Fighting the Silence

Copyright WCC

The Democratic Republic of Congo (DRC) was at war from 1998 until 2004.  It was invaded by Rwanda, Uganda and Burundi in 1998.  The ensuing conflict lasted officially until 2004, but continues to flare up today.  Eventually Angola, Zimbabwe, Namibia, Sudan and Chad joined DRC in the counter attack.

In the Democratic Republic of Congo since 1998 over 5.4 million people have died as a direct result of the war. The population of DRC is 56 million

Rape is used systematically as a weapon of war. Statistics are difficult to verify since social stigma and social chaos mean many rapes go unreported.

  • In 2006, 27,000 women and girls reported being raped in DRC’s South Kivu province.
  • DRC rape victims have been as young as 3 years old and as old as 70.

There are only 250 miles of paved roadway in the DRC which is the same size as Western Europe.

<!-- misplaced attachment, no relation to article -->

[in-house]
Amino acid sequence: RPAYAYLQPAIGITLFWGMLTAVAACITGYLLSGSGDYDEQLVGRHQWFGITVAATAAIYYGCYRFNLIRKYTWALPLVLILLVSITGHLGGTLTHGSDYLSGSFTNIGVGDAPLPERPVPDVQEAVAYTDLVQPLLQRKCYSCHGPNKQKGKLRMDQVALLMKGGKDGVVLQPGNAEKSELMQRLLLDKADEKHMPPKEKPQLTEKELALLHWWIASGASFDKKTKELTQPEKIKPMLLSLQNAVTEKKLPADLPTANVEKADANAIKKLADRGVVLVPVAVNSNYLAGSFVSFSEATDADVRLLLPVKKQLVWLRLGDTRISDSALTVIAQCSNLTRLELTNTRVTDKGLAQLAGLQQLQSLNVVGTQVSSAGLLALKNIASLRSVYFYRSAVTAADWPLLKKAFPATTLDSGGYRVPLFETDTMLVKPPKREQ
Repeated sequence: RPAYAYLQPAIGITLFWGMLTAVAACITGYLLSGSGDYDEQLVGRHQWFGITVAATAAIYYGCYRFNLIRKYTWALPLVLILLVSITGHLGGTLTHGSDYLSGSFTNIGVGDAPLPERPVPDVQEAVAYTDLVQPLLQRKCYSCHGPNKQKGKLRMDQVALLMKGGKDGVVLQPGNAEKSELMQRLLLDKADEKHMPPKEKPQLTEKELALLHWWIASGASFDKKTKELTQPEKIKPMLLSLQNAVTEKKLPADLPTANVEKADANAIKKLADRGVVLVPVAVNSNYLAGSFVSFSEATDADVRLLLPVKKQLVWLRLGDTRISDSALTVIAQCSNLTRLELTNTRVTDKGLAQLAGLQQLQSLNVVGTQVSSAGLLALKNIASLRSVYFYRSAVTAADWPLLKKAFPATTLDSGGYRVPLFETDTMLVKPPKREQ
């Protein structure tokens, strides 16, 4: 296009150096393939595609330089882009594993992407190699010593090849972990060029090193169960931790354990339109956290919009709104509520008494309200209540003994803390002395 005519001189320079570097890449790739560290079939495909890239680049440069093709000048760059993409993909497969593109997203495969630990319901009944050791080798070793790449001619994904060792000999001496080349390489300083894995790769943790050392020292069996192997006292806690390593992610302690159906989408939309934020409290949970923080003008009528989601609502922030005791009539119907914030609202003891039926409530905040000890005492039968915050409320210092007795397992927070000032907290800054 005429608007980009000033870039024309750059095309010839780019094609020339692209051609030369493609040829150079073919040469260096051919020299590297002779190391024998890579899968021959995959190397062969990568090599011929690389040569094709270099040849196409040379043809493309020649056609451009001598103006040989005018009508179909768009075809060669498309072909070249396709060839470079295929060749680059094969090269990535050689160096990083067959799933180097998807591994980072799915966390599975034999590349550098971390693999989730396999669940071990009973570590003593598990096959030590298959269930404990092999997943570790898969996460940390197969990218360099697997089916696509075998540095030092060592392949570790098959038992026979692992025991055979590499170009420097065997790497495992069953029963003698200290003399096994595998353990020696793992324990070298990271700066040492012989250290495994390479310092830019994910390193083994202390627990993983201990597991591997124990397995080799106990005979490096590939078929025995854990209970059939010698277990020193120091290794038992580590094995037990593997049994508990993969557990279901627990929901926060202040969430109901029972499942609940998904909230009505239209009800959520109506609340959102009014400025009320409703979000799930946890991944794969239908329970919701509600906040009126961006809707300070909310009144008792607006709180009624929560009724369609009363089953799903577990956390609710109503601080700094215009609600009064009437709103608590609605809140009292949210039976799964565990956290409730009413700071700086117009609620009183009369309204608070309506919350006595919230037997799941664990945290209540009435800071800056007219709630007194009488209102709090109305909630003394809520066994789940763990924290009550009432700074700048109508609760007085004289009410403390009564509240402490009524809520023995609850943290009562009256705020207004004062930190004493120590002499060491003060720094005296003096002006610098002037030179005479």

The diamond industry in the DRC is worth $870 million/yr.   Most miners earn less than $1 per day.

In Congo, rape is a taboo subject. Women who have been raped are afraid of humiliation, rejection and ostracisation. Often the victims are abandoned by their husbands and accused by their neighbours of adultery, or of having encouraged their violators. They lose their security and their future. The community turns its back on them just at the time they most need care and understanding.  For many years this was the fate of the victims, but  as this film shows, recently there has been a glimmer of hope.  A movement is growing which gives women a voice; helps them break the vicious circle of pressure, submission and oppression.

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